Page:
The Most 2020 Ending for 2020? President Mike Pence.
Most of us are counting down the days until 2020 ends. This is a painful, agonizing, excruciating year. Failed impeachment, political paralysis, a global pandemic, massive social and economic dislocation from seemingly endless shutdowns of schools, churches, and business disrupting all our lives. Combined with nationwide protests for social justice, violent riots, and antifa chaos, 2020 has been so 2020, I can’t even.
2020 may still have much more in store for us. The most expensive election ever — $11 billion — is still a few days ahead, and predictions abound of another dose of chaos following the vote.
2020’s last gasp may yet be the most 2020 ending possible: a Mike Pence presidency. Let me explain.
The presidential campaign culminates in electoral college math — a candidate must get 270 votes out of 538 to win. Each candidate has several paths to victory. There are also several ways the battleground states might shake out to deliver the unprecedented outcome of a TIE — 269-269.
The good news is the possibility of a tie is planned for in the Constitution. The next Congress decides the winner. However, it is not a simple majority vote. Rather, the House votes by state delegation. Each of the 50 states get one vote (Sorry D.C., none for you), which is determined by the majority from each state delegation.
Currently, the House delegation count is split 26 Republican to 24 Democrat. This is an election year for Representatives too, making it very possible for Democrats to pick up additional delegation majorities. In fact, it is a single seat in Florida and Pennsylvania away. Unbound by the popular vote, the party with the most delegations chooses the new president.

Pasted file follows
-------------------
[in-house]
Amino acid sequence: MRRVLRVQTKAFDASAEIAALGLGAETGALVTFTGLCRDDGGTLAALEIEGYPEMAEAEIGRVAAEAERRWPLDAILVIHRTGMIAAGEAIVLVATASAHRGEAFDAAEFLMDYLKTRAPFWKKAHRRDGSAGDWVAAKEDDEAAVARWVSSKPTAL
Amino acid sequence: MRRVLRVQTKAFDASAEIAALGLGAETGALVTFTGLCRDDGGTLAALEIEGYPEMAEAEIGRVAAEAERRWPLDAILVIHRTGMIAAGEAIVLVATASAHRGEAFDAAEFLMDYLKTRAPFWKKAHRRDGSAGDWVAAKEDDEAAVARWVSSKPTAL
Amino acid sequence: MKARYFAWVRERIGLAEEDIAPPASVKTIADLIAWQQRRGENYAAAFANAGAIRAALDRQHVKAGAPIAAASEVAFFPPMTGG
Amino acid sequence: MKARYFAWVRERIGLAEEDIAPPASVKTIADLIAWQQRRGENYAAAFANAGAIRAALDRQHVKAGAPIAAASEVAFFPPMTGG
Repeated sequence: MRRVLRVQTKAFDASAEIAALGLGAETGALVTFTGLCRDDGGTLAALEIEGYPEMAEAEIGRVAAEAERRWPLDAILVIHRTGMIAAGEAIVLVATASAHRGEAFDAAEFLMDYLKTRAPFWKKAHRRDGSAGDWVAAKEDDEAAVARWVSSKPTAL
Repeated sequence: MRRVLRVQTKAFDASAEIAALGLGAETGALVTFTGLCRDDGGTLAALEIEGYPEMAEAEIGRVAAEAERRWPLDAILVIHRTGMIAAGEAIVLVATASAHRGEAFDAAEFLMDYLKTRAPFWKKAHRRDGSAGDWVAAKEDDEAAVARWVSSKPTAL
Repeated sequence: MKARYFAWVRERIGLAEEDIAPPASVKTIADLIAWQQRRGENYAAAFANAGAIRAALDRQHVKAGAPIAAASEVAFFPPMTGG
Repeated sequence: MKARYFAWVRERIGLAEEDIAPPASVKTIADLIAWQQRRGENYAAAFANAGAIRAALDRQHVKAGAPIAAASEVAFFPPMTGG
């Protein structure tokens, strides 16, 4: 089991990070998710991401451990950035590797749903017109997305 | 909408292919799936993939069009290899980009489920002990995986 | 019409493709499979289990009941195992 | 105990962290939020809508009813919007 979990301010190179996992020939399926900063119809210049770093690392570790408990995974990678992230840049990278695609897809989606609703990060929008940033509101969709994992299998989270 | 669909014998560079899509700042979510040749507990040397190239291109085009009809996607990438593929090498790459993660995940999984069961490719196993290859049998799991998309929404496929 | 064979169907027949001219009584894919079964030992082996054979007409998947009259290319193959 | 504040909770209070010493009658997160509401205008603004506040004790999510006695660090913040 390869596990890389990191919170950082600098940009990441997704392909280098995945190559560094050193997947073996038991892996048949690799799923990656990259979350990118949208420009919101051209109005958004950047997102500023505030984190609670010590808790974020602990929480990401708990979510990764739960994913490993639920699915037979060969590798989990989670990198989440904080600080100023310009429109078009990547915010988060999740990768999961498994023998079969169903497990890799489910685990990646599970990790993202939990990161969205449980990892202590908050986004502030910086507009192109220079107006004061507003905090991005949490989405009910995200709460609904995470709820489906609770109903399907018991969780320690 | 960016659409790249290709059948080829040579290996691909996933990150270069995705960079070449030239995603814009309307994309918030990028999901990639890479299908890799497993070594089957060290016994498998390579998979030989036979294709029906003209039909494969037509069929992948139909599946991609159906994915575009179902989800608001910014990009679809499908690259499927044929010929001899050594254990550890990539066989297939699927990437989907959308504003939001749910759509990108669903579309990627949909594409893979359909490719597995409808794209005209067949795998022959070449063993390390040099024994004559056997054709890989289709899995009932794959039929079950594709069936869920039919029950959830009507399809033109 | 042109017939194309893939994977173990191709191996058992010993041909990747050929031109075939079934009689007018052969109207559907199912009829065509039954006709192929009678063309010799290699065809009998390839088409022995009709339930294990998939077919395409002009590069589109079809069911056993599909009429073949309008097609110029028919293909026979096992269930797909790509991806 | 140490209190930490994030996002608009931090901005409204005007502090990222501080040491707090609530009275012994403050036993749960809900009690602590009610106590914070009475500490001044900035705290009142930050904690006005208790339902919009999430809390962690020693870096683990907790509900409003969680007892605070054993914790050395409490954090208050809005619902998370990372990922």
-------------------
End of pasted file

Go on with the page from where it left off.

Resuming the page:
This should alert both Trump and Biden voters who are unenthusiastic about some of those down-ticket options. It has never been more important to vote the straight ticket to ensure your desired presidential candidate actually wins.
Just as likely as an electoral college tie is for Democrats to pick up one delegation. The resulting even 25-25 split in delegations lacks a prescribed tie-breaker — sorry Nancy. The deadlock could continue until a deal is struck, a strategically placed special election occurs, or 2022 rolls around. So…then what?
Now this gets fun.
While the 12th Amendment establishes that the House chooses the president-elect in the event of an Electoral College tie, the Senate chooses the vice president-elect. So yes, a Democratic delegate controlled House and Republican controlled Senate could produce a President Biden and Vice President Pence. Or a crazy conflux of red and blue waves might produce President Trump and Vice President Harris (a reality show for the ages).
As the late Billy Mays would say, “but, wait, there’s more!”
In the Senate, unlike the House, each senator votes for vice president individually. If Republicans lose a net of just 3 senate seats — very much in the realm of possibility — the Senate will be split 50-50. So, when the Senate goes to vote for the vice president-elect, a 50-50 tie results, and the president of the Senate exercises one of his only 2 Constitutional roles — casting tie-breaking votes. The president of the Senate, in those lost days between the new Congress and the Inaugural, is still the then-sitting Vice President of the United States, Mike Pence. For those who say he must recuse himself — a statement without any merit or foundation — keep in mind that would apply equally to vice presidential candidate & then-still US Senator Kamala Harris.
And so, it comes to be: Vice President Mike Pence would be irrevocably elected by the Senate as the vice president-elect.
If the House is still unable to name a president-elect — and that’s not a deal I’d put money on — then under the 20th Amendment to the Constitution, the Vice President-Elect Mike Pence is sworn in as acting president until they do (which if they can’t in the first place is unlikely to change until the next midterm election in 2022).
This means (as we do the math and show our work), that Mike Pence will be sworn on Inauguration Day as the, 45th and a half (?), (acting) president of the United States.
And you know what is really crazy about all this? The craziest part is that it’s not even all that crazy for 2020 to end in the MOST 2020 way possible.
Dan Backer is a veteran campaign counsel, having served more than 100 candidates, PACs, and political organizations. He is founding attorney of political.law, a campaign finance and political law firm in Alexandria, Va.